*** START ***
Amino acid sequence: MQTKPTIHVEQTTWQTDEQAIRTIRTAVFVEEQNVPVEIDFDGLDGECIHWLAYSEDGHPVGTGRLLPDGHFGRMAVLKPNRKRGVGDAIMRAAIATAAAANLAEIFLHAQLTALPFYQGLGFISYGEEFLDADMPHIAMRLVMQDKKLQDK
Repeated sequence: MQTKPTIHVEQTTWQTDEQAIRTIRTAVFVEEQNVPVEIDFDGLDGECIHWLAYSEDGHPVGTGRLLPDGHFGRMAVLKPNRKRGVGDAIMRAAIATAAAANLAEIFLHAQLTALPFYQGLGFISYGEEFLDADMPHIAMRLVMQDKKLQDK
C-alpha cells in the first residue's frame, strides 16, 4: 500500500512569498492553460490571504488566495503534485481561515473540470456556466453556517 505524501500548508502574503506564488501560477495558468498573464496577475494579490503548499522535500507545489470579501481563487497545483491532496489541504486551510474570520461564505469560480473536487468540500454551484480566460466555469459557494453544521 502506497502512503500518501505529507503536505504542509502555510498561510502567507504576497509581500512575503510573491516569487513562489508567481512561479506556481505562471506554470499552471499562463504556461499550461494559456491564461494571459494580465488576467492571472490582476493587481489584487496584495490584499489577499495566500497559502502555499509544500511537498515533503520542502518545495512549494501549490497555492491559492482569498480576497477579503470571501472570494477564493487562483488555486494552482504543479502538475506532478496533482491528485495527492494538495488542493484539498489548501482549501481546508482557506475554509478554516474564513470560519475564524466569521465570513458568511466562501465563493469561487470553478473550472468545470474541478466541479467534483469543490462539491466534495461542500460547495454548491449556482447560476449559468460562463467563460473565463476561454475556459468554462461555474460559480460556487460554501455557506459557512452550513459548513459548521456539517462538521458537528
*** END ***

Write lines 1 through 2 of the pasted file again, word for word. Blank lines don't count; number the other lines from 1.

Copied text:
Amino acid sequence: MQTKPTIHVEQTTWQTDEQAIRTIRTAVFVEEQNVPVEIDFDGLDGECIHWLAYSEDGHPVGTGRLLPDGHFGRMAVLKPNRKRGVGDAIMRAAIATAAAANLAEIFLHAQLTALPFYQGLGFISYGEEFLDADMPHIAMRLVMQDKKLQDK
Repeated sequence: MQTKPTIHVEQTTWQTDEQAIRTIRTAVFVEEQNVPVEIDFDGLDGECIHWLAYSEDGHPVGTGRLLPDGHFGRMAVLKPNRKRGVGDAIMRAAIATAAAANLAEIFLHAQLTALPFYQGLGFISYGEEFLDADMPHIAMRLVMQDKKLQDK